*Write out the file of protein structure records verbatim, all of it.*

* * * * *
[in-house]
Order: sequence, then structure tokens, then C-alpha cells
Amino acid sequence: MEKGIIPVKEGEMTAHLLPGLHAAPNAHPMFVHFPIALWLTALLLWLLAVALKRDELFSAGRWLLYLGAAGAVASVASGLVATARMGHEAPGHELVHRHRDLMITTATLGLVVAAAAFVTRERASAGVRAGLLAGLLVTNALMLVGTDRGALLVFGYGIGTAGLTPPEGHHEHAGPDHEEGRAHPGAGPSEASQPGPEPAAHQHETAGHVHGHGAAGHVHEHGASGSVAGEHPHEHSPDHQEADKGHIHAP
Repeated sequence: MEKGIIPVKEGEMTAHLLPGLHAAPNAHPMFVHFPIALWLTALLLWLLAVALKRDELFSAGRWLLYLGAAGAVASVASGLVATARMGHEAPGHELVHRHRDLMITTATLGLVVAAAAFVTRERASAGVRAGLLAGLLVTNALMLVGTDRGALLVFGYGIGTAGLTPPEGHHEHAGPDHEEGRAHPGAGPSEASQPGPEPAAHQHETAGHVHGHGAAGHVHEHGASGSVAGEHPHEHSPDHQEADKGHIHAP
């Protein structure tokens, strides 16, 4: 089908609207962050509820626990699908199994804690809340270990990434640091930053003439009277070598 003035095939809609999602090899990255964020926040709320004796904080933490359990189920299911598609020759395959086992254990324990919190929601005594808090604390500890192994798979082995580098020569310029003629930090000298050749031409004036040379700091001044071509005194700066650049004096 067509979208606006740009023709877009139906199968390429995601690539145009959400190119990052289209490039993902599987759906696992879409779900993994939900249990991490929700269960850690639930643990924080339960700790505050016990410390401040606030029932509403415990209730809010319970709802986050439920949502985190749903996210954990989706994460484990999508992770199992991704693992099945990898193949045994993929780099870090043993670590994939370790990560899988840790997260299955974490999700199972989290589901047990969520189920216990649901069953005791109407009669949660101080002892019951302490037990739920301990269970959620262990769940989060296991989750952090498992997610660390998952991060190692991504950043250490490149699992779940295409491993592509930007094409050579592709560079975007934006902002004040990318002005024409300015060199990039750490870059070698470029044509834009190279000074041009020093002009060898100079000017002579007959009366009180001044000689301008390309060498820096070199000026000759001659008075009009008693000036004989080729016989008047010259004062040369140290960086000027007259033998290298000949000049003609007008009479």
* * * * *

[in-house]
Order: sequence, then structure tokens, then C-alpha cells
Amino acid sequence: MEKGIIPVKEGEMTAHLLPGLHAAPNAHPMFVHFPIALWLTALLLWLLAVALKRDELFSAGRWLLYLGAAGAVASVASGLVATARMGHEAPGHELVHRHRDLMITTATLGLVVAAAAFVTRERASAGVRAGLLAGLLVTNALMLVGTDRGALLVFGYGIGTAGLTPPEGHHEHAGPDHEEGRAHPGAGPSEASQPGPEPAAHQHETAGHVHGHGAAGHVHEHGASGSVAGEHPHEHSPDHQEADKGHIHAP
Repeated sequence: MEKGIIPVKEGEMTAHLLPGLHAAPNAHPMFVHFPIALWLTALLLWLLAVALKRDELFSAGRWLLYLGAAGAVASVASGLVATARMGHEAPGHELVHRHRDLMITTATLGLVVAAAAFVTRERASAGVRAGLLAGLLVTNALMLVGTDRGALLVFGYGIGTAGLTPPEGHHEHAGPDHEEGRAHPGAGPSEASQPGPEPAAHQHETAGHVHGHGAAGHVHEHGASGSVAGEHPHEHSPDHQEADKGHIHAP
């Protein structure tokens, strides 16, 4: 089908609207962050509820626990699908199994804690809340270990990434640091930053003439009277070598 003035095939809609999602090899990255964020926040709320004796904080933490359990189920299911598609020759395959086992254990324990919190929601005594808090604390500890192994798979082995580098020569310029003629930090000298050749031409004036040379700091001044071509005194700066650049004096 067509979208606006740009023709877009139906199968390429995601690539145009959400190119990052289209490039993902599987759906696992879409779900993994939900249990991490929700269960850690639930643990924080339960700790505050016990410390401040606030029932509403415990209730809010319970709802986050439920949502985190749903996210954990989706994460484990999508992770199992991704693992099945990898193949045994993929780099870090043993670590994939370790990560899988840790997260299955974490999700199972989290589901047990969520189920216990649901069953005791109407009669949660101080002892019951302490037990739920301990269970959620262990769940989060296991989750952090498992997610660390998952991060190692991504950043250490490149699992779940295409491993592509930007094409050579592709560079975007934006902002004040990318002005024409300015060199990039750490870059070698470029044509834009190279000074041009020093002009060898100079000017002579007959009366009180001044000689301008390309060498820096070199000026000759001659008075009009008693000036004989080729016989008047010259004062040369140290960086000027007259033998290298000949000049003609007008009479």